In This Review

The Limits and Possibilities of Congress
The Limits and Possibilities of Congress
By Philip Brenner
St. Martin's, 1983, 206 pp.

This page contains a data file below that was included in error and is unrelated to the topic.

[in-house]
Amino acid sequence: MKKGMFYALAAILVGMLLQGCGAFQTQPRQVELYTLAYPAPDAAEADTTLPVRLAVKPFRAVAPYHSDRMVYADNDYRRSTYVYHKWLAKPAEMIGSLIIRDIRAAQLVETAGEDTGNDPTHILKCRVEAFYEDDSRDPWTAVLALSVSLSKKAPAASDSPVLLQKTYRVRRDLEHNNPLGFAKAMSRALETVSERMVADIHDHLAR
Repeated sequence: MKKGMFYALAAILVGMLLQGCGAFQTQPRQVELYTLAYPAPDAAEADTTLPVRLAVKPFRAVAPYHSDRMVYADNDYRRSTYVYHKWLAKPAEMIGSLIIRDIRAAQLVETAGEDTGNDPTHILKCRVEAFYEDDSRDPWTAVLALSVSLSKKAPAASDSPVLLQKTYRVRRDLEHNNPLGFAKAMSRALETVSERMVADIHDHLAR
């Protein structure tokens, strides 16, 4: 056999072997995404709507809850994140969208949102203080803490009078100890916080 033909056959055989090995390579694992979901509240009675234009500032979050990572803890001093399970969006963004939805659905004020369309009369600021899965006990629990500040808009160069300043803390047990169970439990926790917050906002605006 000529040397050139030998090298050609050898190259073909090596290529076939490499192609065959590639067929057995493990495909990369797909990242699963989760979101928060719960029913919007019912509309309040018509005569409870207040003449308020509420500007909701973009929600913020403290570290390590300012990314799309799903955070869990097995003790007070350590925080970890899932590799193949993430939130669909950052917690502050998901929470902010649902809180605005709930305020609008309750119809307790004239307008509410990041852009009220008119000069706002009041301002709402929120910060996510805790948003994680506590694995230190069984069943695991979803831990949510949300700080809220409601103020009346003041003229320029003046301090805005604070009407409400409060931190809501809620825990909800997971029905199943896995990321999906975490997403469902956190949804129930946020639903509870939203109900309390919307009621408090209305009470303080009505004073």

The author argues that the popular assumptions about Congress as an institution composed of parochial men buffeted by special-interest groups and concerned only for their own reelection are inadequate. Employing an explicitly Marxist analysis, he contends that Congress has more potential for acting in the public good than is generally realized. But that potential is limited by the dominance of the owners of wealth over the workers in American society as a whole. Theory is illustrated by two substantive case studies: aborted congressional initiatives for normalization of relations with Castro's Cuba, and action on the 1972 Higher Education Act.